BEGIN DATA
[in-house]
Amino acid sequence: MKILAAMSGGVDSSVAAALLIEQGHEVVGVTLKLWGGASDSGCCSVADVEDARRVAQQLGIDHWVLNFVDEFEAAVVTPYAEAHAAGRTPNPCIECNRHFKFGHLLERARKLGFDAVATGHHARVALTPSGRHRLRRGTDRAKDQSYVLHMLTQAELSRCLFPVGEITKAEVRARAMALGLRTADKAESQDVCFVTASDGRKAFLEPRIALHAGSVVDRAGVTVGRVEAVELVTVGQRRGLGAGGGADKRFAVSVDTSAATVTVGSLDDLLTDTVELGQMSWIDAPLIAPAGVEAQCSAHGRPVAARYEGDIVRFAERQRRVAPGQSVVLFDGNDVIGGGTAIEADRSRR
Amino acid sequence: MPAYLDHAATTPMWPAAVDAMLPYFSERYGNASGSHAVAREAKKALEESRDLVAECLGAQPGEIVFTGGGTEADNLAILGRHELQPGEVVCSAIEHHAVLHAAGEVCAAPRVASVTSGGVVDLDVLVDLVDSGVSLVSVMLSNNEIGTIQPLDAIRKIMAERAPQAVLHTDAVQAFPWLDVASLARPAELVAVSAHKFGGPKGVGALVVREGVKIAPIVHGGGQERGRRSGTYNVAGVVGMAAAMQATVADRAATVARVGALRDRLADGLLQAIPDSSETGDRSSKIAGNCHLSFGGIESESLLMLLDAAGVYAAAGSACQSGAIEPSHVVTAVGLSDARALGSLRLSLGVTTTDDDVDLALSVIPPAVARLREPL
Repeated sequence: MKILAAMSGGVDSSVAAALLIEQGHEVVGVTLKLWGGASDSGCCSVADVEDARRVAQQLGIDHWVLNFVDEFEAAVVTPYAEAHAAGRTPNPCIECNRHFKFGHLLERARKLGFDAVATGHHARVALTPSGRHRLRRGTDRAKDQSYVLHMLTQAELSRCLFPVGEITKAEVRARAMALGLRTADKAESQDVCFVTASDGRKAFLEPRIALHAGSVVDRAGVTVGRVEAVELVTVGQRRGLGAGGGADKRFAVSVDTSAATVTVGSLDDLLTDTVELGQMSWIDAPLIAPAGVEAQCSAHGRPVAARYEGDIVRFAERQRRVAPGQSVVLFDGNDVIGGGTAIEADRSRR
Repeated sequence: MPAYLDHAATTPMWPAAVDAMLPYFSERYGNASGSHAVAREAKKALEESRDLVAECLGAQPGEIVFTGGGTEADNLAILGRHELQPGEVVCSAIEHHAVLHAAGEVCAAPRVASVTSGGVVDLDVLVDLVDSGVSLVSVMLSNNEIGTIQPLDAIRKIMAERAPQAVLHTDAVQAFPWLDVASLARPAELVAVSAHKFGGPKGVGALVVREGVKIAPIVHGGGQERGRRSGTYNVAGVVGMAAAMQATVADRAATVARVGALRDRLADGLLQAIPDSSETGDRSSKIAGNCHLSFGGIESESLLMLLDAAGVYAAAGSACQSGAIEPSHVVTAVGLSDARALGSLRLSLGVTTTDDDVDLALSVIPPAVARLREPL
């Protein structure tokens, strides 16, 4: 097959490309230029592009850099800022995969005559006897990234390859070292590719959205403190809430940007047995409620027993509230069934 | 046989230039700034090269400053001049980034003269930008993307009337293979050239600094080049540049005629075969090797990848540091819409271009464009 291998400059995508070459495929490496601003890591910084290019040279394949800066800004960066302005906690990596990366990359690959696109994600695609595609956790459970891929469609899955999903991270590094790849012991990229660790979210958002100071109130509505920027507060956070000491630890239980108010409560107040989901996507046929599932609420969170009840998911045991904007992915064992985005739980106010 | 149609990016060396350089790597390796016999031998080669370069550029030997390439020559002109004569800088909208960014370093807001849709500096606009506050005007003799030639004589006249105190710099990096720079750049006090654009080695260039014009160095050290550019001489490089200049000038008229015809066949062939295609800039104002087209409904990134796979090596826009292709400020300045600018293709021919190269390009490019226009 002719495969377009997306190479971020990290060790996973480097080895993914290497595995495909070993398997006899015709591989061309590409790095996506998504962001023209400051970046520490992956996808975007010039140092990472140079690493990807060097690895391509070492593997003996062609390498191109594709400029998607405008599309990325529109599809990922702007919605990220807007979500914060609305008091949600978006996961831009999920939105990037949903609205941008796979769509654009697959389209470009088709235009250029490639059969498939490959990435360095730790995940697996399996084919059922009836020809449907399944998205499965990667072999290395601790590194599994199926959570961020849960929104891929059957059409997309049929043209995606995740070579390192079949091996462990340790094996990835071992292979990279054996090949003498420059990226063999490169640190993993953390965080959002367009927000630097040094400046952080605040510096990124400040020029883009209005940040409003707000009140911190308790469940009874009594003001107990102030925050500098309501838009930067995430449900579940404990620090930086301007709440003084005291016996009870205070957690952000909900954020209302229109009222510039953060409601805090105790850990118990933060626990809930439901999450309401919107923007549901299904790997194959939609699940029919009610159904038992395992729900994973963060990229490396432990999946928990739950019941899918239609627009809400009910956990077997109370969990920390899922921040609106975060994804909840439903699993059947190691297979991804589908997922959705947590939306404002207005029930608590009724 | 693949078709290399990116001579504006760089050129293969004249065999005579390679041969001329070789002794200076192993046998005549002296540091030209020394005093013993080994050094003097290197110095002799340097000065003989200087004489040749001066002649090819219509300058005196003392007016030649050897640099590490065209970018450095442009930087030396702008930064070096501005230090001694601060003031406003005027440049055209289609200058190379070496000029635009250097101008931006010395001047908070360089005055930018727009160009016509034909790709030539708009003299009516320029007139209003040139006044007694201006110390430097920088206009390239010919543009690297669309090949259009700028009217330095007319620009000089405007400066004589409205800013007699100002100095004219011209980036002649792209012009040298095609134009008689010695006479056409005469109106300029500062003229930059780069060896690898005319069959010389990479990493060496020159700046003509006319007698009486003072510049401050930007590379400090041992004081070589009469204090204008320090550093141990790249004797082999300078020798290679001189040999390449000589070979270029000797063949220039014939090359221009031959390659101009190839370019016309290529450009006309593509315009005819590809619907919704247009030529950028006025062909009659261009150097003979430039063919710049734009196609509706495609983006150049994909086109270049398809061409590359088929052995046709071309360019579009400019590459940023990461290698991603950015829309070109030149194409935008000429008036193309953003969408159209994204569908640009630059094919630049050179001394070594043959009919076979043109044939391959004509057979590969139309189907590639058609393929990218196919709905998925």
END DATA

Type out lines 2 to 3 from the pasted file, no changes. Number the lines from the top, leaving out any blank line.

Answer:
Amino acid sequence: MKILAAMSGGVDSSVAAALLIEQGHEVVGVTLKLWGGASDSGCCSVADVEDARRVAQQLGIDHWVLNFVDEFEAAVVTPYAEAHAAGRTPNPCIECNRHFKFGHLLERARKLGFDAVATGHHARVALTPSGRHRLRRGTDRAKDQSYVLHMLTQAELSRCLFPVGEITKAEVRARAMALGLRTADKAESQDVCFVTASDGRKAFLEPRIALHAGSVVDRAGVTVGRVEAVELVTVGQRRGLGAGGGADKRFAVSVDTSAATVTVGSLDDLLTDTVELGQMSWIDAPLIAPAGVEAQCSAHGRPVAARYEGDIVRFAERQRRVAPGQSVVLFDGNDVIGGGTAIEADRSRR
Amino acid sequence: MPAYLDHAATTPMWPAAVDAMLPYFSERYGNASGSHAVAREAKKALEESRDLVAECLGAQPGEIVFTGGGTEADNLAILGRHELQPGEVVCSAIEHHAVLHAAGEVCAAPRVASVTSGGVVDLDVLVDLVDSGVSLVSVMLSNNEIGTIQPLDAIRKIMAERAPQAVLHTDAVQAFPWLDVASLARPAELVAVSAHKFGGPKGVGALVVREGVKIAPIVHGGGQERGRRSGTYNVAGVVGMAAAMQATVADRAATVARVGALRDRLADGLLQAIPDSSETGDRSSKIAGNCHLSFGGIESESLLMLLDAAGVYAAAGSACQSGAIEPSHVVTAVGLSDARALGSLRLSLGVTTTDDDVDLALSVIPPAVARLREPL